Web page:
Still, after the big chain bookstores almost crushed them, and after Amazon and e-books almost crushed the big chain bookstores, some local independent bookstores have managed not only to survive, but to thrive. How do they do it?

Continue reading at [D]mergent . . .

Suffering, Sorrow, and Being Nine Years-Old

Baseball mitt

I had a baseball game that day, beginning and ending my career as a catcher for Dog ‘n Suds at the tender age of nine. I was nearsighted and my glasses didn’t fit beneath the mask. Every time I turned my head, the mask moved slightly, as did my black nerd glasses, which made every pitch a funhouse adventure.

After I got home, following yet another losing game, and parked my orange Huffy with the black and orange striped banana seat, my mom met me outside and said, “There’s been an accident.”

Not knowing quite what to say, I said, “Who?”

“Jamie,” she said. “He and Michael were playing with lighter fluid out in the woods, and Jamie was burned badly.”

I remember wondering how it might be possible to be burned “goodly.” But all I said was, “What happened?”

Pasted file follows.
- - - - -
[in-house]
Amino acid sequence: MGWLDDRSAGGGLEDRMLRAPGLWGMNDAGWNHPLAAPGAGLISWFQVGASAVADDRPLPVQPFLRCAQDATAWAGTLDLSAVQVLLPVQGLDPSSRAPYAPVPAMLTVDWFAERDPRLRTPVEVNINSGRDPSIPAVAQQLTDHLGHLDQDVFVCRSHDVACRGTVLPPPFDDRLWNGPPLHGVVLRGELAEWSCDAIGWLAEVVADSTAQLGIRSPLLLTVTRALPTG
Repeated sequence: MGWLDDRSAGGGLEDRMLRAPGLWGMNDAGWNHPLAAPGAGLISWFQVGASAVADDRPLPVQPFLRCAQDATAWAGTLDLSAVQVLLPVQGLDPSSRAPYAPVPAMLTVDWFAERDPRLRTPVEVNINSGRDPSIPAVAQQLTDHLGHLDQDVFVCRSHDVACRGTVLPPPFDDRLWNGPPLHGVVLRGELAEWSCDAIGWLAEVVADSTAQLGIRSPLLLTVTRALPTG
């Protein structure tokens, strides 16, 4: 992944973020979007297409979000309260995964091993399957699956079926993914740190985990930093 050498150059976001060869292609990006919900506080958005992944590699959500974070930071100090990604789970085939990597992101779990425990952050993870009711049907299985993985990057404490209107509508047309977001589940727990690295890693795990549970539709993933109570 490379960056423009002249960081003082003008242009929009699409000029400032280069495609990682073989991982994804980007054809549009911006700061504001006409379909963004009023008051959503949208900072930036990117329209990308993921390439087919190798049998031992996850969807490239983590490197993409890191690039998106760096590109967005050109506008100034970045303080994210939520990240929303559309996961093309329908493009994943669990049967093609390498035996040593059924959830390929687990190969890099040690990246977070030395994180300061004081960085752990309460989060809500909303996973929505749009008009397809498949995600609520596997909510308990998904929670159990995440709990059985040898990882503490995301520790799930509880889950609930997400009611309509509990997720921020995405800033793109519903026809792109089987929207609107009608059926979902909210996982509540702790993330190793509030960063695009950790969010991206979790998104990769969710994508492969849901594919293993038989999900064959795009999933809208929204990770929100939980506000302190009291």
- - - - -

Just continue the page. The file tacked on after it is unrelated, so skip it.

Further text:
“I don’t know, honey. His mom just called. I think he’d like to see you.”

Continue reading at [D]mergent . . .

Why We Shouldn't Treat God Like a Drama Queen

Rain on window

She stands there looking out the window. For what, she’s not sure. Perhaps it’s for the return of Spring or the love she lost to a job opportunity in Albuquerque. Or maybe she looks for nothing more than the arrival of the mail with another announcement that she “might be a winner!” Sometimes even she doesn’t know what she’s waiting for.

But wait she does. Looking through the window that frames the only world she really knows anymore—a few scrubby bushes and a sad tree that used to sport a tire swing, but now only seems insistent on dying one big branch at a time.

The kids have gone. They don’t get back to see her much now, since the older one took a job in Seattle, and the younger one followed a dream to New York. Maybe what she looks for as she stands there is them … the ones she loves … to come home. She’d like to think that whatever else it might mean—more than the memories and the knick-knacks, the stuff they’ll inherit one day after she’s gone—that home means her. She wants them to come back looking for her.

And so, there she stands, looking out the window.

I suspect it’s not easy being God. Lot of whining to put up with, I would guess.

Plus the grabbiness. Yikes! The grabbiness. “Lord, help me to make it to my pedicure on time.”